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Rate of Tungsten Evaporation

  1. Mar 3, 2015 #1
    1. The problem statement, all variables and given/known data
    Ina light bulb, billions of electrons flow through the tungsten wire bumping around, causing the filament to glow hot. Hot tungsten evaporates slowly, so its initial thickness profile r(x, t=0) can change over time. Consider a volume V of tungsten, with N bonds total, each requiring energy E to break. We will (rather incorrectly) assume that a constant fraction f of electric power is spent on breaking these bonds, and the remaining (1-f) is spent to heat and illuminate. We will also assume that the temperature remains constant.

    a. How much energy must be spent to evaporate a volume dV?
    b. As the wire evaporates over time, does the current increase or decrease? Is there anything in this system that remains constant?
    c. Derive an equation governing the thickness r(x, t) of the tungsten wire as a function of position and time. Don't assume that the thickness is uniform.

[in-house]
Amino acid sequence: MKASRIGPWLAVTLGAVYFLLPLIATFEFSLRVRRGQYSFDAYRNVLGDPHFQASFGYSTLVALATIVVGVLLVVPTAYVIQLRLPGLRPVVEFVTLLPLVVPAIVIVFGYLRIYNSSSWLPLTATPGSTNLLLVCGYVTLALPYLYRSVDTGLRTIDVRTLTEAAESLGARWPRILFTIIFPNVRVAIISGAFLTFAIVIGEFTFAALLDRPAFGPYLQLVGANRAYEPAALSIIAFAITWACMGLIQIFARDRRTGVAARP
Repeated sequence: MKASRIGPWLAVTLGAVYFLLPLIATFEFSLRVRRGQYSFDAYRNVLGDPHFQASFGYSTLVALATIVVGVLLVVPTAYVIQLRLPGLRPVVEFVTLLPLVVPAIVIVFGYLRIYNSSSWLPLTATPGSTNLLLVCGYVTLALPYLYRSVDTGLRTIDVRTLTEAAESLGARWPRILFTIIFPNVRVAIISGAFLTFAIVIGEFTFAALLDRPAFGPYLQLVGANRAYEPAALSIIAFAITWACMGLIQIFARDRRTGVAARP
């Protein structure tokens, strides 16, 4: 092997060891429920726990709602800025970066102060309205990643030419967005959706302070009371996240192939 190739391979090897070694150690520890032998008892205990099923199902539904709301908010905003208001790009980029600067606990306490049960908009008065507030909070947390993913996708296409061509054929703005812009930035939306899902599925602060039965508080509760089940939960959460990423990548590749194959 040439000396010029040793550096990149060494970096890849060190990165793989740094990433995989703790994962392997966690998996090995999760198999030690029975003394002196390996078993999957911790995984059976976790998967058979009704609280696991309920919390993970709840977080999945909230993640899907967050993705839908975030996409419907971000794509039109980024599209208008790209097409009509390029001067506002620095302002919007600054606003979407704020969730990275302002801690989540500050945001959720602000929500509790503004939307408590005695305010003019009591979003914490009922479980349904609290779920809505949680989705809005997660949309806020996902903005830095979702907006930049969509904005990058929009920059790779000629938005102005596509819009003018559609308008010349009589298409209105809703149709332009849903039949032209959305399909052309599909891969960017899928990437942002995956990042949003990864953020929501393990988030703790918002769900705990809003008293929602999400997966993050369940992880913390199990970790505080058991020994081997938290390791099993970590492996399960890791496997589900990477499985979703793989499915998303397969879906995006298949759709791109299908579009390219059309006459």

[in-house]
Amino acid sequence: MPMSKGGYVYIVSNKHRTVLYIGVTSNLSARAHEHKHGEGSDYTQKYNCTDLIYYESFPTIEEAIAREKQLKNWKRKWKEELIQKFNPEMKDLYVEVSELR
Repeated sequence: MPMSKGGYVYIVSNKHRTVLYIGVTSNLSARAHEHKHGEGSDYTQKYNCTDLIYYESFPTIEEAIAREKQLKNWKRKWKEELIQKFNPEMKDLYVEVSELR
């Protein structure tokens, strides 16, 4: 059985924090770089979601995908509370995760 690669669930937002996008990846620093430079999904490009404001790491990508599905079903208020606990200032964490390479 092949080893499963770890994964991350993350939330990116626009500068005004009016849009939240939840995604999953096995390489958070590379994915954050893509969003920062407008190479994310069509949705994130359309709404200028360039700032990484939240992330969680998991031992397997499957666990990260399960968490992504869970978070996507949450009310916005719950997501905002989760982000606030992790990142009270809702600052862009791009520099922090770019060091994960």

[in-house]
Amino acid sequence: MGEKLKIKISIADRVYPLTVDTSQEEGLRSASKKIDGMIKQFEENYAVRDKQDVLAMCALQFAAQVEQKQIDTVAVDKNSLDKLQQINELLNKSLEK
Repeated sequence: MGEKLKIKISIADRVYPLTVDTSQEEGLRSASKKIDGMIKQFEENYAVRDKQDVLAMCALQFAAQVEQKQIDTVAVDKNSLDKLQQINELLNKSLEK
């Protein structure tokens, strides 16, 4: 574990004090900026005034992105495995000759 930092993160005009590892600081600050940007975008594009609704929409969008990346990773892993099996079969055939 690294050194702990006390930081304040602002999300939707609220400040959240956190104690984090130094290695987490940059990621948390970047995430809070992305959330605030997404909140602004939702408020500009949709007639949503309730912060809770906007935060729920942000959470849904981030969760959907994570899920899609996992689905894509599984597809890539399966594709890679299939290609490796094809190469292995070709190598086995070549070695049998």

d. Assume now that the thickness r(x, t) has no x dependence (i.e. we start with a perfectly cylindrical wire). Solver for r(t).
    e. plot, and discuss your results

    notes:
    Since the evaporation happens from the surface, you might find it helpful to think in terms of n = number of bonds per area, instead of number of bonds per volume. It's perfectly ok if you write your answer in terms of n, instead of number of bonds per volume.

    2. Relevant equations
    Not that I know of

    3. The attempt at a solution
    Don't even know how to start with this problem
     
  2. jcsd
  3. Mar 3, 2015 #2

    haruspex

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    Take it one step at a time. a. is quite easy. If a volume V has N bonds, how many does a volume dV have? How much energy to break them all?
     
  4. Mar 3, 2015 #3
    dN? so I need to create a function which relates N to dt? Okay so would that look something like fPt? or do I need to relate it to surface area because it evaporates from the outside in?
     
  5. Mar 3, 2015 #4

    haruspex

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    No, the answer to the first of my two questions only involves the three variables provided, V, N, and dV.
     
  6. Mar 3, 2015 #5
    In a volume dV there are (N/V)dV bonds. So it takes (N/V)dV*E energy to break them
     
    Last edited: Mar 3, 2015
  7. Mar 4, 2015 #6
    What about the thickness equation though? I think that's the hardest part.
     
  8. Mar 4, 2015 #7

    haruspex

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    Sure, but you need an answer to b first.
     
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